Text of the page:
The very best risotto..
- arktos Apr 27, 2013 08:31 PM
Where can I get the best risottos in S.F. or the East Bay? Don't care about cost. And if I may narrow it somewhat, the wild mushroom and/or shellfish(scallop, lobster, shrimp) offerings I prefer. And butternut squash, if anyone does that.
the risotto at one market is the best i've found. but it is only served at lunch. and it has a duck confit on it that i don't think goes all that well.
quince serves one -- it is good, but i wasn't blown away by it.
i used to like the one at vivande, but they went out of business.
the one at north beach restaurant is so-so at best.
you are probably best off making this dish at home.
I've enjoyed the mushroom risotto at Scala's, though it was a bit like eating a bowl of melted butter. I believe the chef has left or is leaving, so I'm not sure if it's still good.
I think beretta does a nice risotto. I've only had the squid ink version, but it was nice and creamy.
The best I've had in a restaurant around here was at Oliveto's annual risotto festival. I'm not sure they've done that in recent years.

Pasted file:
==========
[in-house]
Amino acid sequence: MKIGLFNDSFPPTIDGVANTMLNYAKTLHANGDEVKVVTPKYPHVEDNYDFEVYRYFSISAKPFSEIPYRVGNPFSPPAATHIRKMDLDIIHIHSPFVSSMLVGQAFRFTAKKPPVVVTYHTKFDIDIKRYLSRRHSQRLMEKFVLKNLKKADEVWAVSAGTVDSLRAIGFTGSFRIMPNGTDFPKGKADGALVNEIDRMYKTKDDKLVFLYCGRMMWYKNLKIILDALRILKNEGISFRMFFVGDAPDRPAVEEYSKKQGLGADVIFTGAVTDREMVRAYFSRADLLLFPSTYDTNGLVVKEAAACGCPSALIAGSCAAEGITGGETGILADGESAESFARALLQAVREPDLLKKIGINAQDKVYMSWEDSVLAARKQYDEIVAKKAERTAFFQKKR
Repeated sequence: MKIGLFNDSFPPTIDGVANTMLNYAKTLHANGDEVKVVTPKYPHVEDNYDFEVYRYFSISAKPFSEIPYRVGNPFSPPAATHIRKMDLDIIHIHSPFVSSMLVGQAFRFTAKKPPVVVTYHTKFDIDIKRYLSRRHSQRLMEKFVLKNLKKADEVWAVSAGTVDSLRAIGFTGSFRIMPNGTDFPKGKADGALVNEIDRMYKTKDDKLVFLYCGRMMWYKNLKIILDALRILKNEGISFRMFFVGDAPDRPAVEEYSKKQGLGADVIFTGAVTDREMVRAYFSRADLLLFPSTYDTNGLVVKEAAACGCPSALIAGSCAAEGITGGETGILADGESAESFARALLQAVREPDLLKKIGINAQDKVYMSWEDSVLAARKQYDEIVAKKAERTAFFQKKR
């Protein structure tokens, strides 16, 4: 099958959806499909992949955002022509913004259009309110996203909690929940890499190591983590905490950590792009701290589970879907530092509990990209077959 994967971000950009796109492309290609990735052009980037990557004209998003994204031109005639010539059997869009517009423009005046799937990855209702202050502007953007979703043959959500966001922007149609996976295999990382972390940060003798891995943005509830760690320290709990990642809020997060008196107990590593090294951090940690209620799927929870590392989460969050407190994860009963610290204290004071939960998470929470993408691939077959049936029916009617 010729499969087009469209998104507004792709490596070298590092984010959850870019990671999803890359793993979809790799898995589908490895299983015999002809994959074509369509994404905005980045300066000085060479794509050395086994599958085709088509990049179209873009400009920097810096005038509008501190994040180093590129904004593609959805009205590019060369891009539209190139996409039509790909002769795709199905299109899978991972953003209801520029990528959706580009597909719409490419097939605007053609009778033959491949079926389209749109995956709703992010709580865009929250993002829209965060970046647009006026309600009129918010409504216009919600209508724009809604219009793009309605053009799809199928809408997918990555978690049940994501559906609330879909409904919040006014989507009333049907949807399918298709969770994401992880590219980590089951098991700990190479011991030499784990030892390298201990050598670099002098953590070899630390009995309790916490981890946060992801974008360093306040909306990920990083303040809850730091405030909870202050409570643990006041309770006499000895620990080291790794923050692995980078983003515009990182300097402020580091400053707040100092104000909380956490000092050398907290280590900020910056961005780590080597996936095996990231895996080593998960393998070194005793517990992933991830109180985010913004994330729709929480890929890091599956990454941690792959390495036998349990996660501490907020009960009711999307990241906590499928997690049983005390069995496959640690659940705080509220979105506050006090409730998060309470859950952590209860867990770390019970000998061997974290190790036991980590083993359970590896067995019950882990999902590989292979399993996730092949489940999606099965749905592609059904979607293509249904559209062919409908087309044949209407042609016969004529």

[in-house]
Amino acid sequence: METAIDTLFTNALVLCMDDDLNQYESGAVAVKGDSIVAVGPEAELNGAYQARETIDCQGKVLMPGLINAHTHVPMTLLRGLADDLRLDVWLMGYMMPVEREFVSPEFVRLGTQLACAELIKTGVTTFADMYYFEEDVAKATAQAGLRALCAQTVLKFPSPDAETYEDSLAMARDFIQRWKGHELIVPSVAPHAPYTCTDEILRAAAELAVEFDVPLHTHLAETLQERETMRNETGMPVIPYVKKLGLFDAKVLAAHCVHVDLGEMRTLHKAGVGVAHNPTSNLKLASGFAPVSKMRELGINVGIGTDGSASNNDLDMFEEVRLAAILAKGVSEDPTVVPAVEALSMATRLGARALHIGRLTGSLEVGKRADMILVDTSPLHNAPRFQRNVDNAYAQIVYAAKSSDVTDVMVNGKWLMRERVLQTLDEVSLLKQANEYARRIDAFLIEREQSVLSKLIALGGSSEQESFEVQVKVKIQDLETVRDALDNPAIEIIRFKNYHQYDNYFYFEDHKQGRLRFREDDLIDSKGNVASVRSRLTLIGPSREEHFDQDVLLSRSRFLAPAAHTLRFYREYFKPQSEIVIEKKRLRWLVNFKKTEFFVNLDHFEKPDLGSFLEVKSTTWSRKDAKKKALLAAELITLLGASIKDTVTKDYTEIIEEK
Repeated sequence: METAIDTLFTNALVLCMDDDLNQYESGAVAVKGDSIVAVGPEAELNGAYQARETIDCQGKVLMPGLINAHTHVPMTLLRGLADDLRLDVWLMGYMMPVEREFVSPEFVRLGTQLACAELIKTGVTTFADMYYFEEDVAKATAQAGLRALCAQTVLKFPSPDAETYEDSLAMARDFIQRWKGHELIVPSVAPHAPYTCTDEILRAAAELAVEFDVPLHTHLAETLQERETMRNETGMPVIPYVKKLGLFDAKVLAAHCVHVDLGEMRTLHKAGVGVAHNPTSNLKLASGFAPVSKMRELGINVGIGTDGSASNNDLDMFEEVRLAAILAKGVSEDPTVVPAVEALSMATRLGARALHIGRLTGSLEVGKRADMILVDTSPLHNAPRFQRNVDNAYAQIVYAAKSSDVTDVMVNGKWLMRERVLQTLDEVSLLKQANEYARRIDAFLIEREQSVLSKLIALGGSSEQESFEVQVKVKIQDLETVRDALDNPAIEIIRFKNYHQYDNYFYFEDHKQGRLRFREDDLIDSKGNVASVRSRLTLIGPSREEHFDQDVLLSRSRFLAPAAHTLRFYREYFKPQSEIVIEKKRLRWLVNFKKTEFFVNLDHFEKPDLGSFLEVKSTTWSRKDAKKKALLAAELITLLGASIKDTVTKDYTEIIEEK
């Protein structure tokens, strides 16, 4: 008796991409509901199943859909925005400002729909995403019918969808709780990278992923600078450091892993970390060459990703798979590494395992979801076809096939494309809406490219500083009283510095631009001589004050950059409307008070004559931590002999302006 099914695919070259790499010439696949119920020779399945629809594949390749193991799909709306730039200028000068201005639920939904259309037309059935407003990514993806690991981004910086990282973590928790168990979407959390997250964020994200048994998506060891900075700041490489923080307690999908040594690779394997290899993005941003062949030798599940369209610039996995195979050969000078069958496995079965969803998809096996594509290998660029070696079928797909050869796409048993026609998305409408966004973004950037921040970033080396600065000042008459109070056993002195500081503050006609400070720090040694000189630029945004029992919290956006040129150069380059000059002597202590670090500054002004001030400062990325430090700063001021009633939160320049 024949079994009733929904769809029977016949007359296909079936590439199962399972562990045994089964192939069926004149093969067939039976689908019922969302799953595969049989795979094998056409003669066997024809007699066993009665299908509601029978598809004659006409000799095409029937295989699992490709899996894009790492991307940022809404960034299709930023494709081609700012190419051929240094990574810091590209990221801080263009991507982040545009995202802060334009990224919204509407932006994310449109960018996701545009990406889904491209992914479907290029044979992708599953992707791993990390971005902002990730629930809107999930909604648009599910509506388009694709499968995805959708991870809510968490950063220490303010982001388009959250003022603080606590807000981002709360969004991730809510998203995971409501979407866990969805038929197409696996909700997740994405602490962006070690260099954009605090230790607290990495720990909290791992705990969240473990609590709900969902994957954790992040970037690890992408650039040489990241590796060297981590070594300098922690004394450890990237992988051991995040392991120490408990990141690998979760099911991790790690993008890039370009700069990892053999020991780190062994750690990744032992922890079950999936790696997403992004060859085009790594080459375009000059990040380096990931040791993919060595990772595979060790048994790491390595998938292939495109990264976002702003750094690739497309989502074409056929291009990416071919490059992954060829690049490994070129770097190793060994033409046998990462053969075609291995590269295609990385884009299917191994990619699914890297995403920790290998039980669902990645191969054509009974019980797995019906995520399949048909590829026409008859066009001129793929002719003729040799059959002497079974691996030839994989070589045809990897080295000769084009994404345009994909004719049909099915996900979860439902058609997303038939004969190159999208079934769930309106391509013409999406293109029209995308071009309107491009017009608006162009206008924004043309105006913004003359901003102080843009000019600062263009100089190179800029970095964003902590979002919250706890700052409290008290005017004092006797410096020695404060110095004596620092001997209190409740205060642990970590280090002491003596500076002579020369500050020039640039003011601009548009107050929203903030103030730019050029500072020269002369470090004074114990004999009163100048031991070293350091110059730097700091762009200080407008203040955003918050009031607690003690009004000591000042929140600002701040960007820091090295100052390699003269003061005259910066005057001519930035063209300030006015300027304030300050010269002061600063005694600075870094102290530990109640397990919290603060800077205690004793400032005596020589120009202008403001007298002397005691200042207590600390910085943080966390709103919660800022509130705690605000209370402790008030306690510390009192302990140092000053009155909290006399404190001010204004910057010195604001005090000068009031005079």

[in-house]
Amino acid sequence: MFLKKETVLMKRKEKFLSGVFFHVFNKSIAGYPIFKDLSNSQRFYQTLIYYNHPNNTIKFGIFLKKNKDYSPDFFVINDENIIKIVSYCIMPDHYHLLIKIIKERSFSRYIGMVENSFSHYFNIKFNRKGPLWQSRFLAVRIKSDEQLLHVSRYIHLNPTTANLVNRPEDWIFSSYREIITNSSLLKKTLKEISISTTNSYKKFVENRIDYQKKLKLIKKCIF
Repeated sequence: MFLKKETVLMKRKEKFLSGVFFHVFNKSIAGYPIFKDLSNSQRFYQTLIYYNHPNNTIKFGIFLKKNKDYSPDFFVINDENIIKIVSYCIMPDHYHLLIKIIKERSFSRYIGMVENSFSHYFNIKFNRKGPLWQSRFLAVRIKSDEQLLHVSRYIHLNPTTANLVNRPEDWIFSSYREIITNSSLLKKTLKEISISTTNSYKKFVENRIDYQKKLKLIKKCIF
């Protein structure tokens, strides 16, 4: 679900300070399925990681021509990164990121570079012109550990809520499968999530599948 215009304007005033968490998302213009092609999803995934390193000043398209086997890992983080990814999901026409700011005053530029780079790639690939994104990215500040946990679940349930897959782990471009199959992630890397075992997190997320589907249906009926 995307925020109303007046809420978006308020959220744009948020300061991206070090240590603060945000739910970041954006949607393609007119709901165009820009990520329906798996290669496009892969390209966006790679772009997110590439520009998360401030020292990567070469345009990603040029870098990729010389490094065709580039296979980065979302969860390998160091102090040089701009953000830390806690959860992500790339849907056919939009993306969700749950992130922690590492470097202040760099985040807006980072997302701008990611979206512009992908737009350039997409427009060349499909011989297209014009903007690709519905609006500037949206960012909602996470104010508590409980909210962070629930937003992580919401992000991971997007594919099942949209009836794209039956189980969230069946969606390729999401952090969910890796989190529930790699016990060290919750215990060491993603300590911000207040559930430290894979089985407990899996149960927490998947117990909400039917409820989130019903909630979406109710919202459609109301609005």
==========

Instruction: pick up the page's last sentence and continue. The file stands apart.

Bacco's used to be very good but I'm not sure if it has changed since the chef died.
If you like shellfish risotto, you should try the arros negre at B44 or Barlata (same chef, same recipe).
Paul Bertolli used to make some outstanding, creative risottos (his ancestry and earlier experience were in Italy, of course) during his very long tenure as chef at Chez Panisse (the restaurant - he had very little to do with the Cafe upstairs) but he moved on. (To Oliveto, then beyond.)
I'm not surprised at all to see Acquerello recommended. A gem in SF for old-world-guided cooking with integrity, in an era of flash and fad.
Risotto is an easy and inexpensive specialty to make at home, very well and as good as any restaurant, if you know principles and use quality ingredients (like the right rice and good homemade broths). Most of the scores of times I've had risottos, I made them. Marcella Hazan's 1976 "Classic Italian Cook Book" (the original single volume, with all the side notes and quips that were edited out for space in the later reissue that combined her two classic books) laid out principles and nuances for many people in the US.
I never get tired of a lively Milanese-style risotto, which has many little variations and subtleties. Most of the saffron I've bought (from Bay Area Indian grocers) the past 30 years ended up in that dish.
the seafood risotto at sotto mare is always great. the risotto itself isn't the absolute best i've ever had, but it's still well-made and hard to beat the fresh seafood.
FWIW, some of the best risotto i've had is when i make the white truffle risotto from the french laundry cookbook - although it's so rich that it's more of an appetizer than an entree
La Folie, if they have the lobster risotto. A small portion of absolute shellfish and rice decadence. I could have died happy after I finished that bowl, LOL.